Between extracurricular activities, homework and late-night Facebooking, many teens aren’t catching the nightly z’s they need. Or are they?
Although national guidelines recommend that teens get at least 8.5 hours of sleep a night — a bar that few teens actually meet — a new study suggests that they may not require as much shut-eye as we thought, at least not if performance on standardized tests is any measure.
In their report published in the current issue of the Eastern Economics Journal, researchers from Brigham Young University analyzed a nationally representative sample of 1,724 students and compared the amount of sleep they reported getting to their standardized test scores. Sixteen-year-olds scored best on only 7 hours of sleep a night, it turns out. For 12-year-olds, the optimal amount of sleep was slightly over 8 hours, and for 10-year-olds it was about 9 hours.
“If your kid’s not getting nine hours of sleep, maybe you don’t have to worry so much,” study author and Brigham Young University economist Mark Showalter told MSNBC, especially if he’s not actually sleep deprived.
So where does the nine-hour standard come from? The researchers believe the current sleep recommendations date back to a 1970s Stanford University study of teens and their sleep patterns. In that study, teens were brought to a lab a few days a year for three years and told to sleep as long as they wanted. But, of course, how much teens want to sleep and how much they need to sleep are two different things.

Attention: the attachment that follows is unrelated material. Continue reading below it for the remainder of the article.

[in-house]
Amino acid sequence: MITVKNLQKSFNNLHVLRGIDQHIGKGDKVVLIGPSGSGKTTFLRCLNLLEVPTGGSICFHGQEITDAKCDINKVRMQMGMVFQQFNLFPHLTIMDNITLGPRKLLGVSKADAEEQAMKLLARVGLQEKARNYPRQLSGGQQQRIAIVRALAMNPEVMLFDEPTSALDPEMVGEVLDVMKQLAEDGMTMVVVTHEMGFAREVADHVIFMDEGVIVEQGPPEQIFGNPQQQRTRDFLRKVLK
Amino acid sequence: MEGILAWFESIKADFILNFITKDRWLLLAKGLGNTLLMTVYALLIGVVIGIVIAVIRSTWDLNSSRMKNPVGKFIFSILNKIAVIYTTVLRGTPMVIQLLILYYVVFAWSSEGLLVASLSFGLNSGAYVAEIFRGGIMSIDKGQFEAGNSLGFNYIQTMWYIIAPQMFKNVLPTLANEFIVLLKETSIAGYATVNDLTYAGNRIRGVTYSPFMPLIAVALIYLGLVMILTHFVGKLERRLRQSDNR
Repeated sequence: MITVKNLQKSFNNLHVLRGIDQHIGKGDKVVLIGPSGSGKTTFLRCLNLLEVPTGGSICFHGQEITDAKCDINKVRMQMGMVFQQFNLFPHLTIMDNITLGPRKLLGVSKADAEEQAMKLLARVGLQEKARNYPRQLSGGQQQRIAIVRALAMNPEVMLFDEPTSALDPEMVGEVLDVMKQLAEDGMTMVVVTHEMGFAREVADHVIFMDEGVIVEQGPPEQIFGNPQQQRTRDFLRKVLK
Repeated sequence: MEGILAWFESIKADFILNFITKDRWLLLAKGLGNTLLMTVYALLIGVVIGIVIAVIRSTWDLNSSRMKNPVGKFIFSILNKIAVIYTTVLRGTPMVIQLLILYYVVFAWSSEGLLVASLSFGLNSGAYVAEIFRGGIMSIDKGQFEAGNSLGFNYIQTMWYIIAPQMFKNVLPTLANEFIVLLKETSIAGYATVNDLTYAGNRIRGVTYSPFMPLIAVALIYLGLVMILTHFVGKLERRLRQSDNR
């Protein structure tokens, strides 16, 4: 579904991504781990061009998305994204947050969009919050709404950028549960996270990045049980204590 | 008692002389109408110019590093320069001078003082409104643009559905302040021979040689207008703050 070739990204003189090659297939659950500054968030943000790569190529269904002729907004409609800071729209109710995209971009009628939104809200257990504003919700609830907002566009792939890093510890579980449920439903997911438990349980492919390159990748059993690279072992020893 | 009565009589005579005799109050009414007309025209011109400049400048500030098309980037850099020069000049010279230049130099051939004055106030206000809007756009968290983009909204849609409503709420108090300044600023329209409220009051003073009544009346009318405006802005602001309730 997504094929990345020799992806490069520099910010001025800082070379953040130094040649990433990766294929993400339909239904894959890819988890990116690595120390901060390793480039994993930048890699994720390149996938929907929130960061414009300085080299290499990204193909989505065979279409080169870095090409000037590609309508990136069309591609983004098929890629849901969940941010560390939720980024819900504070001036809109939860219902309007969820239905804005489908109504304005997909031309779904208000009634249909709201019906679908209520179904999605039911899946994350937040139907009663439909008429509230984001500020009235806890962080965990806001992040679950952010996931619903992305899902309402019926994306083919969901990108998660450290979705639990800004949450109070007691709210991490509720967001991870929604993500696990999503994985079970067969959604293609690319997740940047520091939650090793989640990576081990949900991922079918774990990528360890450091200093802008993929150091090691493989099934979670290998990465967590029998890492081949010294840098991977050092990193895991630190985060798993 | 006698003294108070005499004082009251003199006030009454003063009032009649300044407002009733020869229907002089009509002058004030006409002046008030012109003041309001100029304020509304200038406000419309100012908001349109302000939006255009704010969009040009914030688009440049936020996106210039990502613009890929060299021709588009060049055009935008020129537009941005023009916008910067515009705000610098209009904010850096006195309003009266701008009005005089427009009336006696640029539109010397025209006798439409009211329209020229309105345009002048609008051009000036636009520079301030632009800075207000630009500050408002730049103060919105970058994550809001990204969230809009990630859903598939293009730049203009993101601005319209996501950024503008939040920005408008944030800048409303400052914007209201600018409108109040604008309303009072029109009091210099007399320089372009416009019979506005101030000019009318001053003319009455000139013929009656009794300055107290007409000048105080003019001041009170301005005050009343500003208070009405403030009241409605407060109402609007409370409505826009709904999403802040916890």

“We couldn’t find much scientific empirical backing for the common recommendations,” Showalter told MSNBC.
His findings fall in line with a separate study published in Pediatrics last week that looked more than 100 years of reported sleep duration in kids. That study concluded that no matter how much sleep kids have historically gotten, it was always assumed that they weren’t getting enough. The study also found that sleep recommendations have always been pretty subjective.
Healthland’s Bonnie Rochman reported:
[I]n reality, there is almost no evidence about how much sleep kids truly need to function their best. “We think for no particularly good reason that kids need more sleep than they’re getting,” says [senior author Tim Olds, a professor of health sciences at the University of South Australia in Adelaide]. “Every so often a group of blokes get together and say, What do you recommend, boys? Should we push it up to 9 hours, 15 minutes? It really is like that, honestly. It’s an arbitrary public-health line in the sand that people draw.”
That being said, it’s entirely likely that teens aren’t getting enough sleep — it’s just that there isn’t good scientific evidence of that. But while chronic lack of sleep has been tied to many ill health effects, including increased risks of depression and weight gain, it looks like getting less than a full 9 hours shouldn’t hinder test scores. No more excuses, teens.